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Arthur Conan Doyle

Early life
Arthur Ignatius Conan Doyle was born on 22 May 1859 at 11 Picardy Place, Edinburgh, Scotland. [6][7] His father, Charles
Altamont Doyle, was English, of Irish Catholic descent, and his mother, Mary (née Foley), was Irish Catholic. His parents
married in 1855.[8] In 1864 the family dispersed due to Charles's growing alcoholism and the children were temporarily
housed across Edinburgh. In 1867, the family came together again and lived in squalid tenement flats at 3 Sciennes
Place.[9] Doyle's father died in 1893, in the Crichton Royal, Dumfries, after many years of psychiatric illness. [10][11]

Supported by wealthy uncles, Doyle was sent to the Jesuit preparatory school Hodder Place, Stonyhurst, at the age of nine
(1868–70). He then went on to Stonyhurst College until 1875. From 1875 to 1876, he was educated at the Jesuit
school Stella Matutina inFeldkirch, Austria.[9] He later rejected the Catholic faith and become an agnostic.[12] He also later
became a spiritualist mystic.[13]

Medical career[edit]
From 1876 to 1881 he studied medicine at the University of Edinburgh Medical School, including periods working
in Aston (then a town in Warwickshire, now part of Birmingham), Sheffield and Ruyton-XI-Towns, Shropshire.[14] During that
time he studied practical botany at the Royal Botanic Garden in Edinburgh. [15] While studying, Doyle began writing short
stories. His earliest extant fiction, "The Haunted Grange of Goresthorpe", was unsuccessfully submitted toBlackwood's
Magazine.[9] His first published piece, "The Mystery of Sasassa Valley", a story set in South Africa, was printed
in Chambers's Edinburgh Journal on 6 September 1879.[9][16] On 20 September 1879, he published his first academic article,
"Gelsemium as a Poison" in the British Medical Journal,[9][17][18] a study which the Daily Telegraph regarded as potentially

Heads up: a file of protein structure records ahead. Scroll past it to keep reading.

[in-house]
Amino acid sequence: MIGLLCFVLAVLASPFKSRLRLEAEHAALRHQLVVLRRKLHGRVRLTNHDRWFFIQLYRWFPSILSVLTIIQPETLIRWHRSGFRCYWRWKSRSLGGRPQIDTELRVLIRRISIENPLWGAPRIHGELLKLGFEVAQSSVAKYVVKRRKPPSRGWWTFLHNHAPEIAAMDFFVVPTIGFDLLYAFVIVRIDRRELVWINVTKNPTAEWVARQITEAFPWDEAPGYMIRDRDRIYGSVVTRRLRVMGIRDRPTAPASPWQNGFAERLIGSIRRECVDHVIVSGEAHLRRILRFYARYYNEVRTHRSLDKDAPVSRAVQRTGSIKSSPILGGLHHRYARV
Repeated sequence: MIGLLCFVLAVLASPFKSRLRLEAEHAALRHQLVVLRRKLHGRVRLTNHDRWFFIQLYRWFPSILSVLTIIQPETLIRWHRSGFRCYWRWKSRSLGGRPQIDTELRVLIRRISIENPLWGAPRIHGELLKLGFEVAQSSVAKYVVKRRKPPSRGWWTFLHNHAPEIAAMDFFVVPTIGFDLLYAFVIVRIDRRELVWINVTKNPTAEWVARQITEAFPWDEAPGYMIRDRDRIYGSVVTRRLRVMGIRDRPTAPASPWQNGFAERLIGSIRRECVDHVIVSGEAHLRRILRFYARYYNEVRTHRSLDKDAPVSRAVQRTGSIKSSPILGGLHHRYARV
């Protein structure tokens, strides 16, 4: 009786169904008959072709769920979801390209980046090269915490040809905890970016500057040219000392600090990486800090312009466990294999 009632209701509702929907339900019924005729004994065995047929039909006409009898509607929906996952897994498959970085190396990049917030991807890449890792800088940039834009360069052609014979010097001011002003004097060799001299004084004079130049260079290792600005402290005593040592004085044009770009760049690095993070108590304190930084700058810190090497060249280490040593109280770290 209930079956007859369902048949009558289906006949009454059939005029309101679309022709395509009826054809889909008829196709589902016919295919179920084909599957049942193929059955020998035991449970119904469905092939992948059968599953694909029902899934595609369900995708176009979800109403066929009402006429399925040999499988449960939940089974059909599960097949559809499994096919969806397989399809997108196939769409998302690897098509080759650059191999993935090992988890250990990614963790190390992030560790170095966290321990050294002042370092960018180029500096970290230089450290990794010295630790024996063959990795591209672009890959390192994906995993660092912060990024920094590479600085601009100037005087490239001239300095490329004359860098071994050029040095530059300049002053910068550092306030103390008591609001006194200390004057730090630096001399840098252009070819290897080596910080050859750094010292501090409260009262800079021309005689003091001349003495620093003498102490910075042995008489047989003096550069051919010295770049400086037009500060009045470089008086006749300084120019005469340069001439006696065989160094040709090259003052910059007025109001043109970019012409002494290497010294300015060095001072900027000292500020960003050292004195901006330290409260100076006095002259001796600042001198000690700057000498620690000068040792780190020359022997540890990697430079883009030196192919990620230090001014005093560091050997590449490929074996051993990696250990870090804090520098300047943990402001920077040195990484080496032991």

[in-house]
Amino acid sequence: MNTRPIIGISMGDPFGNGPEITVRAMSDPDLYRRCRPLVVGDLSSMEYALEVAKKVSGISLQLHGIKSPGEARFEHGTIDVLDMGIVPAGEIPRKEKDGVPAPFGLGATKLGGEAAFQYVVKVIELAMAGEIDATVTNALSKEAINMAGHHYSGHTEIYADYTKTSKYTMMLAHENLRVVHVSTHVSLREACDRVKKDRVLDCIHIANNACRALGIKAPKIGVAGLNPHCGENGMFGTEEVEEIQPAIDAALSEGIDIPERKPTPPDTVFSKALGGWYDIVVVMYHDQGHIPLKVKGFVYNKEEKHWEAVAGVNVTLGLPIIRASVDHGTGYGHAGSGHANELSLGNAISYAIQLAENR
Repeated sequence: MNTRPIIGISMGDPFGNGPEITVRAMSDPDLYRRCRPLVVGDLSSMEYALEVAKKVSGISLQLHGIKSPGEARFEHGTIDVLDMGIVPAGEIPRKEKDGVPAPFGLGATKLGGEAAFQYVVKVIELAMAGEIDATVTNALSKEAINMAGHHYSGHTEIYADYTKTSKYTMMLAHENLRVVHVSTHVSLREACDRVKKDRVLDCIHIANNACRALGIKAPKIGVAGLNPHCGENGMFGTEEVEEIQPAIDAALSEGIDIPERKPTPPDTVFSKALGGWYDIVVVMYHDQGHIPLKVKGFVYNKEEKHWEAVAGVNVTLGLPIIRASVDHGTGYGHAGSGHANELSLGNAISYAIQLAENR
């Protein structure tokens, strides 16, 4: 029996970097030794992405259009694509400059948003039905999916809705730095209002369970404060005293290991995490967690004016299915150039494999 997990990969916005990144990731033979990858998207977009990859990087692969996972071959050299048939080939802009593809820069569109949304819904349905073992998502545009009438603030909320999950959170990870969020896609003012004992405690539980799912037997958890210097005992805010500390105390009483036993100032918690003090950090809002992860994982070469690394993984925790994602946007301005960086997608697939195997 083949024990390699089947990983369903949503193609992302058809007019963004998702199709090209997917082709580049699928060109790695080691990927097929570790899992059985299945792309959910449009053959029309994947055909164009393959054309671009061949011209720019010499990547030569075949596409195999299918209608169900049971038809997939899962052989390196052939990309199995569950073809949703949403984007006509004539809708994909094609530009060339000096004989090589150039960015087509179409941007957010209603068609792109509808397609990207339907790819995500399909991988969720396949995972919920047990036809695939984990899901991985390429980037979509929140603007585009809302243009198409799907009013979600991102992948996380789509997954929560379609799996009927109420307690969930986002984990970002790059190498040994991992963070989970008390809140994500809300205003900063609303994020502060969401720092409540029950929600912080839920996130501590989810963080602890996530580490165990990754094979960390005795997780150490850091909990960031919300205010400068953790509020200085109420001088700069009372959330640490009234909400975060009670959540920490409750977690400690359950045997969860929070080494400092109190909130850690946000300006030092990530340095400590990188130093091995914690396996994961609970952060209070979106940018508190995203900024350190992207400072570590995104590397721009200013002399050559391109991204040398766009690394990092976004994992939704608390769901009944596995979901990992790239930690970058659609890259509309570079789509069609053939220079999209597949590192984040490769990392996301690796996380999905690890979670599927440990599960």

useful in a 21st-century alleged murder investigation.[19]

Doyle was employed as a doctor on the Greenland whaler Hope of Peterhead in 1880[20] and, after his graduation from
university in 1881 as M.B., C.M., as a ship's surgeon on the SS Mayumba during a voyage to the West African coast.[9] He
completed his M.D. degree (an advanced degree in Scotland beyond the usual medical degrees) on the subject of tabes
dorsalis in 1885.[21]

In 1882 he joined former classmate George Turnavine Budd as his partner at a medical practice in Plymouth, but their
relationship proved difficult, and Doyle soon left to set up an independent practice. [9][22] Arriving in Portsmouth in June 1882
with less than £10 (£900 today[23]) to his name, he set up a medical practice at 1 Bush Villas in Elm Grove, Southsea.[24] The
practice was initially not very successful. While waiting for patients, Doyle again began writing fiction.

In 1890 Doyle studied ophthalmology in Vienna, and moved to London, first living in Montague Place and then in South
Norwood. He set up a practice as an ophthalmologist at No. 2 Upper Wimpole St, London W1 (then known as 2 Devonshire
Place).[25] (A Westminster Council plaque in place over the front door can be seen today.)
Literary career[edit]
Sherlock Holmes[edit]

Portrait of Sherlock Holmes by Sidney Paget, 1904

Doyle struggled to find a publisher for his work. His first work featuring Sherlock Holmes and Dr. Watson, A Study in Scarlet,
was taken by Ward Lock & Co on 20 November 1886, giving Doyle £25 (£2500 today) for all rights to the story. The piece
appeared one year later in the Beeton's Christmas Annual and received good reviews in The Scotsman and the Glasgow

Holmes was partially modelled on his former university teacher Joseph Bell. In 1892, in a letter to Bell, Doyle wrote, "It is
most certainly to you that I owe Sherlock Holmes ... round the centre of deduction and inference and observation which I
have heard you inculcate I have tried to build up a man." [26] and, in his 1924 autobiography, he remarked, "It is no wonder
that after the study of such a character [viz., Bell] I used and amplified his methods when in later life I tried to build up a
scientific detective who solved cases on his own merits and not through the folly of the criminal. [27] Robert Louis
Stevenson was able, even in faraway Samoa, to recognise the strong similarity betweenJoseph Bell and Sherlock Holmes:
"My compliments on your very ingenious and very interesting adventures of Sherlock Holmes. ... can this be my old friend
Joe Bell?"[28] Other authors sometimes suggest additional influences—for instance, the famous Edgar Allan Poe character C.
Auguste Dupin.[29] Dr. (John) Watson owes his surname, but not any other obvious characteristic, to a Portsmouth medical
colleague of Doyle's, Dr James Watson.[30]

A sequel to A Study in Scarlet was commissioned and The Sign of the Four appeared in Lippincott's Magazine in February
1890, under agreement with the Ward Lock company. Doyle felt grievously exploited by Ward Lock as an author new to the
publishing world and he left them.[9] Short stories featuring Sherlock Holmes were published in the Strand Magazine. Doyle
wrote the first five Holmes short stories from his office at 2 Upper Wimpole Street (then known as Devonshire Place), which